How to Talk to Your Family About Visual Novels This Holiday

Oh no. You’ve done it.
You’ve revealed to your family that you play visual novels. What you do from here is up to you.

Oh no. You’ve done it.

The conversation had been pleasant enough when you all sat down for a holiday dinner with the family. Then Aunt Sheryl (because isn’t it always Aunt Sheryl?) turns to you and asks what seems like an innocent question. “What have you been up to lately?” she says. “Do anything fun? Exciting?” You laugh a little. “Exciting? Oh no, not really. Just replaying some Hatoful Boyfriend.” She stares. The table stares. You realize what words just left your mouth. “Hah-toe-full Boyfriend? What’s that?”

What you do from here is up to you.

Famicom Detective Club: The Girl Who Stands Behind (Nintendo)


Consider the actual nature of the game you’re playing and its inherent weirdness. 428: Shibuya Scramble or Famicom Detective Club? Well, those are just fun crime investigation games. Perfectly reasonable. Who’s going to question you if you describe Danganronpa as a murder mystery? No one, that’s who. Maybe you’re simply managing a cat cafe or an idol group. And if you side-step that King Arthur’s a hot anime girl, it’s unlikely anyone will dig very far into that “historical fantasy adventure.”

Now, of course, if you’ve spent the last week dating single dads or monsters or ungulates or even Colonel Sanders, then that might get a little more complicated. But, surely, a gentle handwave of “a game about friendship” should be sufficient.


Dragon’s Lair (Cinematronics)

Meet Them at Their Level

Perhaps content’s not an issue or the nature of the medium in which you’ve chosen to spend your time is of slightly more interest to your adoring family. How do you describe what a visual novel is?

Perhaps, if they are big readers, they’re familiar with Choose Your Own Adventure books. Even if you haven’t read them, the concept is part of the cultural zeitgeist at this point. “Well, it’s a bit like that, Grandpapa, but it’s on the computer.” An interactive graphic novel. An anime or cartoon you can change the outcome of. An adventure game with a maybe a little less point and click, you might say. Bit like Bandersnatch on Netflix, remember how popular that was? Like that, but reading. “I used to play a game like that at the arcade as a kid,” Uncle Jim might say. “Ahah!” You might reply. “Yes, Uncle, it’s just like Dragon’s Lair but a bit more dialogue.” “That sounds like [insert Telltale or Quantic Dream game],” one of your cousins might say, and you’ll just nod because yeah, that’s not too far off, actually.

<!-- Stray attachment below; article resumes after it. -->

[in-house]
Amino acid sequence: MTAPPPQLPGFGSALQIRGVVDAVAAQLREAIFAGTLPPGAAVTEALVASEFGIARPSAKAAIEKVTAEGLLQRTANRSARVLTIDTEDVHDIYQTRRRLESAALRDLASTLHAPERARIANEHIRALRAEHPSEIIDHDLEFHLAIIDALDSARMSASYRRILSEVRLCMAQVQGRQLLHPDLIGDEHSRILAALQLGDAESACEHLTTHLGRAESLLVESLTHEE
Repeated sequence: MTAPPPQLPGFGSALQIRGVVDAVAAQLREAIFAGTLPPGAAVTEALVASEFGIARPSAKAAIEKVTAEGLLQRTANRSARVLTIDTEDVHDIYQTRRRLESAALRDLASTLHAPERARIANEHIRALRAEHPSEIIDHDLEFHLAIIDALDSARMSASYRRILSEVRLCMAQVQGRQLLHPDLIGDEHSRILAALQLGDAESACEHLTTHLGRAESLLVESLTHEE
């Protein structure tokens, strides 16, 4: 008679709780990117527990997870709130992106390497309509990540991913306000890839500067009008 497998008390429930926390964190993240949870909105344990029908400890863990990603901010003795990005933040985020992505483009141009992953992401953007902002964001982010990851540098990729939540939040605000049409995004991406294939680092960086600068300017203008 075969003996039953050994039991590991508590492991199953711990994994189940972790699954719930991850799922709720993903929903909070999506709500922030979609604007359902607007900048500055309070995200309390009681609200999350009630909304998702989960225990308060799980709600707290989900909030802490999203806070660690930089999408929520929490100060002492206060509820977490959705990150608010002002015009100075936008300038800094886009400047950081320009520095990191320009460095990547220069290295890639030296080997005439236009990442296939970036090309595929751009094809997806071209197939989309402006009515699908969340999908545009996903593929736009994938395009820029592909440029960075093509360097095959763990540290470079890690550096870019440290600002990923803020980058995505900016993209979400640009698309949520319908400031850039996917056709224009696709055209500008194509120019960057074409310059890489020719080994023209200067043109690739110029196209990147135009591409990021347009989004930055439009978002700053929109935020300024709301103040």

Because that’s the secret of visual novels. They are simply part of a grand tradition of people enjoying the chance to make a story their own. Perhaps you can even leave dinner with a convert.

Artistic representation of Uncle George trying to figure out what an “utsuge” is

Consider the Lingo

But still maybe we find ourselves wanting to explore the nuances of what makes visual novels unique. Absolutely valid.

However, I would like you to imagine, for a moment, explaining to your grandmother what “yaoi” is, then watching in horror as she asks Siri to pull up examples on her phone. Because while we know, as players, that it’s a vast and nuanced subgenre, that won’t be what she finds. And now you have more explaining to do.

Now do that again with “reverse harem.”

It’s an unfortunate side effect of the medium’s history.

But even beyond that, would dropping “otome” or “amare” or “nakige” provide clarity or just create confusion? It’s another unfortunate side effect of the medium’s history, but it at least gives you an interesting path to choose. Do you translate into a language they understand? Or be the cousin with a mysterious foreign hobby?

Hatoful Boyfriend (Hato Moa & Mediatonic)

Just Embrace It

Hatoful Boyfriend? What’s that?”

“It’s a game where you date birds, Aunt Sheryl.”


“You date birds. You’re a human girl who goes to a school for pigeons as part of a cultural exchange program. And you date the birds.”

“Is it…good?”

“Oh yeah, no, it’s excellent.”

Ashe Thurman

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